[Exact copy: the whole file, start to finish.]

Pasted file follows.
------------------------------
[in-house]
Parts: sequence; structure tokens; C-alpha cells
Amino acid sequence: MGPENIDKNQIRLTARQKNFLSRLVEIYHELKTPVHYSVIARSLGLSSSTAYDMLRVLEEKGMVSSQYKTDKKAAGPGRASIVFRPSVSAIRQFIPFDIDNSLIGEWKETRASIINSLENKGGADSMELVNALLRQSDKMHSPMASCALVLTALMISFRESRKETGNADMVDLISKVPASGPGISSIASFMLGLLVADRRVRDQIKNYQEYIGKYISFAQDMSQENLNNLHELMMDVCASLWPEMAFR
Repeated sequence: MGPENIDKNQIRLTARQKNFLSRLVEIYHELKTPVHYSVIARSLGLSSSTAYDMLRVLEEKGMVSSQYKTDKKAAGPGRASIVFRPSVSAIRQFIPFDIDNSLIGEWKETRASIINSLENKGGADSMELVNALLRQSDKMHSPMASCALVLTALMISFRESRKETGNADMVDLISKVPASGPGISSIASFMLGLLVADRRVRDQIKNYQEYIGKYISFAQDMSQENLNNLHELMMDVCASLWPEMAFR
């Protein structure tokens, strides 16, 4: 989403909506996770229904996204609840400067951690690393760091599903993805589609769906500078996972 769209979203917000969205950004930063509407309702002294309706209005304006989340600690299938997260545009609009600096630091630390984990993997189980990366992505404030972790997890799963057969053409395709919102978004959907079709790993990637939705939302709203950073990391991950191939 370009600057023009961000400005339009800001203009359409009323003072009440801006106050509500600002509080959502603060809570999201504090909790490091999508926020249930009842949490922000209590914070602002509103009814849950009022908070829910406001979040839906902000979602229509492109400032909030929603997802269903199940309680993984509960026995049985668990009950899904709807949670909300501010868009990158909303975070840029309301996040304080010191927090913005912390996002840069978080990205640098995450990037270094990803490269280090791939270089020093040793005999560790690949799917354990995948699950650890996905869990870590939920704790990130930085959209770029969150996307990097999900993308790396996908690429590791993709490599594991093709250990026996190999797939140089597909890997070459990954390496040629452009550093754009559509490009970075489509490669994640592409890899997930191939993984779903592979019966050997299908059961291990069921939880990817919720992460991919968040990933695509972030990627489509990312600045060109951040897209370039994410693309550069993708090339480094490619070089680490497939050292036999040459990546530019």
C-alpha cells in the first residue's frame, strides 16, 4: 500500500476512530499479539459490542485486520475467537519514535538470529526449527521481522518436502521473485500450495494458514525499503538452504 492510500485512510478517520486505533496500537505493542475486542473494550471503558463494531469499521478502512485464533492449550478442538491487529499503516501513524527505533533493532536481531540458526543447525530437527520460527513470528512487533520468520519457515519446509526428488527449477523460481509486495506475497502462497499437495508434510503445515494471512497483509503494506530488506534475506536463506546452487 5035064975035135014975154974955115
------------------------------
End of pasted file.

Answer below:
[in-house]
Parts: sequence; structure tokens; C-alpha cells
Amino acid sequence: MGPENIDKNQIRLTARQKNFLSRLVEIYHELKTPVHYSVIARSLGLSSSTAYDMLRVLEEKGMVSSQYKTDKKAAGPGRASIVFRPSVSAIRQFIPFDIDNSLIGEWKETRASIINSLENKGGADSMELVNALLRQSDKMHSPMASCALVLTALMISFRESRKETGNADMVDLISKVPASGPGISSIASFMLGLLVADRRVRDQIKNYQEYIGKYISFAQDMSQENLNNLHELMMDVCASLWPEMAFR
Repeated sequence: MGPENIDKNQIRLTARQKNFLSRLVEIYHELKTPVHYSVIARSLGLSSSTAYDMLRVLEEKGMVSSQYKTDKKAAGPGRASIVFRPSVSAIRQFIPFDIDNSLIGEWKETRASIINSLENKGGADSMELVNALLRQSDKMHSPMASCALVLTALMISFRESRKETGNADMVDLISKVPASGPGISSIASFMLGLLVADRRVRDQIKNYQEYIGKYISFAQDMSQENLNNLHELMMDVCASLWPEMAFR
């Protein structure tokens, strides 16, 4: 989403909506996770229904996204609840400067951690690393760091599903993805589609769906500078996972 769209979203917000969205950004930063509407309702002294309706209005304006989340600690299938997260545009609009600096630091630390984990993997189980990366992505404030972790997890799963057969053409395709919102978004959907079709790993990637939705939302709203950073990391991950191939 370009600057023009961000400005339009800001203009359409009323003072009440801006106050509500600002509080959502603060809570999201504090909790490091999508926020249930009842949490922000209590914070602002509103009814849950009022908070829910406001979040839906902000979602229509492109400032909030929603997802269903199940309680993984509960026995049985668990009950899904709807949670909300501010868009990158909303975070840029309301996040304080010191927090913005912390996002840069978080990205640098995450990037270094990803490269280090791939270089020093040793005999560790690949799917354990995948699950650890996905869990870590939920704790990130930085959209770029969150996307990097999900993308790396996908690429590791993709490599594991093709250990026996190999797939140089597909890997070459990954390496040629452009550093754009559509490009970075489509490669994640592409890899997930191939993984779903592979019966050997299908059961291990069921939880990817919720992460991919968040990933695509972030990627489509990312600045060109951040897209370039994410693309550069993708090339480094490619070089680490497939050292036999040459990546530019």
C-alpha cells in the first residue's frame, strides 16, 4: 500500500476512530499479539459490542485486520475467537519514535538470529526449527521481522518436502521473485500450495494458514525499503538452504 492510500485512510478517520486505533496500537505493542475486542473494550471503558463494531469499521478502512485464533492449550478442538491487529499503516501513524527505533533493532536481531540458526543447525530437527520460527513470528512487533520468520519457515519446509526428488527449477523460481509486495506475497502462497499437495508434510503445515494471512497483509503494506530488506534475506536463506546452487 5035064975035135014975154974955115